charges against trump that a lot of people wanted to believe were true. in the case of your interview, look, anybody who was watching could see that you pressed brett kavanaugh aggressively repeatedly on all the sexual harassment allegations that were public at that time. and also, that interview which was widely praised across the political spectrum he struggled so much to answer those questions that they completely changed their strategy at the white house and he was much more aggressive, of course, when he got to the senate hearings. >> martha: yeah. i think support of what they wanted to do by putting him out there for an interview was to test him, to have him ask the questions about the specific allegations. her single one of them, even the most salacious allegations that were made by michael avenatti's client which pretty much folded like a cheap tent. so, i think that was part of what they wanted to do. it was right before the hearing. i don't know because, you know, there was no discussion about the nature of our questions when it came to that you know, there is a larger issue here with regard to the robert mueller report that he is also getting a lot of push back on here, how j.
biggest news mueller had drawn up a draft indictment of president trump which seems even more ludicrous. no legal authority to indict a sitting president. last book as you said got raked over the coals he wrote counted counseling sources boldly untrue or do that dick tore. i don't know what business is he. in sometimes he digs up interesting or salacious facts. when i profiled him nearly 20 years ago people were complaining then that michael wolff had misquoted them. >> martha: "new york times" did a good job pressing him on this when they interviewed him. they said are you a journalist he? said yeah, of course. i mean, you know. but he willfully says he doesn't call anybody and doesn't check out his stuff because god forbid when somebody push back on it when he knows already what happened which we demonstrateside absolutely not true? >> in another interview he
calls himself barely a journalist. too good to check. if he had checked with you and fox and been knocked down then he might not have had to print it or at least so it was flatly untrue. that called journalism. not certain type not institutional it's just journalism. interesting to note the book sold 4 million copies roundly criticized and see what happens with this one. there is definitely an appear tight out there for fiction version in many ways of something that passes for journalism or for some sort of, you know, in the moment history. i'm not making that charge but that's what it reminds me much. >> martha: it is interesting. we will see where it all goes from here. the publisher henry holt and company, do they have a fact-checking responsibility, would you say, howie? >> absolutely. but many publishers don't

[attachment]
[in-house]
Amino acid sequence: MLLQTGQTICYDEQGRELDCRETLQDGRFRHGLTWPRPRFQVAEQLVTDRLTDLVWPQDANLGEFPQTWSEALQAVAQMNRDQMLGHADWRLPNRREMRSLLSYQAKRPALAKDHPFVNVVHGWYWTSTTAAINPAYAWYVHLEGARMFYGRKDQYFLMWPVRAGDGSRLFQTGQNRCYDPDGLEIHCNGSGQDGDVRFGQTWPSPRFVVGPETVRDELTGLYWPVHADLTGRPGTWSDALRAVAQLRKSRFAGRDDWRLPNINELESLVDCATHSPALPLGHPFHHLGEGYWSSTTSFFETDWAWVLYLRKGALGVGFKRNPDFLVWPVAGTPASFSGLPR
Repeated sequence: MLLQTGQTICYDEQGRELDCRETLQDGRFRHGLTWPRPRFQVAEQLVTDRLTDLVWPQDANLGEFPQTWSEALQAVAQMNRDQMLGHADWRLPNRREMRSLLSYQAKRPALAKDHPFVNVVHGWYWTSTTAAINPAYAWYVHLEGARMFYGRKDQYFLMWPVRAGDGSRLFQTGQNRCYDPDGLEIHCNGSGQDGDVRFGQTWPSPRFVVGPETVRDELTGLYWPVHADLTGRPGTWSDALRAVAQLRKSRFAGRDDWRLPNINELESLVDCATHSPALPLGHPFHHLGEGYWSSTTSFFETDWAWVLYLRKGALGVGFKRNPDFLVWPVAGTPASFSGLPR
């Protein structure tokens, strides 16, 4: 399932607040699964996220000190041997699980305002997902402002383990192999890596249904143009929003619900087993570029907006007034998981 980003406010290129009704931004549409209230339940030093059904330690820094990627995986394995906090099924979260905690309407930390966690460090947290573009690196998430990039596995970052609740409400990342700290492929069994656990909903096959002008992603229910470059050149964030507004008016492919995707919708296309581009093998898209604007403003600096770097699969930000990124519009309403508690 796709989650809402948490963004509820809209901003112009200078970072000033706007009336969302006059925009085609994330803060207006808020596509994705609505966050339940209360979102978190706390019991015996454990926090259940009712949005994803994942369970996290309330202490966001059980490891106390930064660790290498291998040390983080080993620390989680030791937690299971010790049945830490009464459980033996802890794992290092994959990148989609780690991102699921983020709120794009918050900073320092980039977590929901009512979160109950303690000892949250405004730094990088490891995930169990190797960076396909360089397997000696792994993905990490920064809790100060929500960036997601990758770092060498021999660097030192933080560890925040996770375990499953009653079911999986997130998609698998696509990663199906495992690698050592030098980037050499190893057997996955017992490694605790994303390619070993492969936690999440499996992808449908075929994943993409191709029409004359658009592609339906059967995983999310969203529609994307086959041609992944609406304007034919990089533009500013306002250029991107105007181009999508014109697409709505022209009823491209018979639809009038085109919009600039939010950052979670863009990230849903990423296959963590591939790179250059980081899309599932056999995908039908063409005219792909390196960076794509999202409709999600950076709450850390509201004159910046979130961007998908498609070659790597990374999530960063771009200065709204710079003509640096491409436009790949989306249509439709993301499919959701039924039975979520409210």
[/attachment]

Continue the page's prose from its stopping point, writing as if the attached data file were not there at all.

checkbooks. wolff said he had a couple fact checkers. the notion fact-checkers didn't check this fact because he thought it would be silly. i have taken so many things out of books and news articles over the years because have you got to go to the person whose reputation you are potentially smearing and at least give them their say and make a journalistic judgment, martha. >> martha: howie, thank you very much. good to see you tonight. howie kurtz. >> good to see you as well. >> martha: exclusive interview with the british ambassador of the united states. and are these politicians invited to give college commencement speeches totally missing the point? or do speeches like this inspire you? >> just today before before this graduation ceremony started, we heard from the special counsel robert mueller who said there were multiple systemic efforts to entry iinterfere in our electio. that allegation deserves the attention of every american.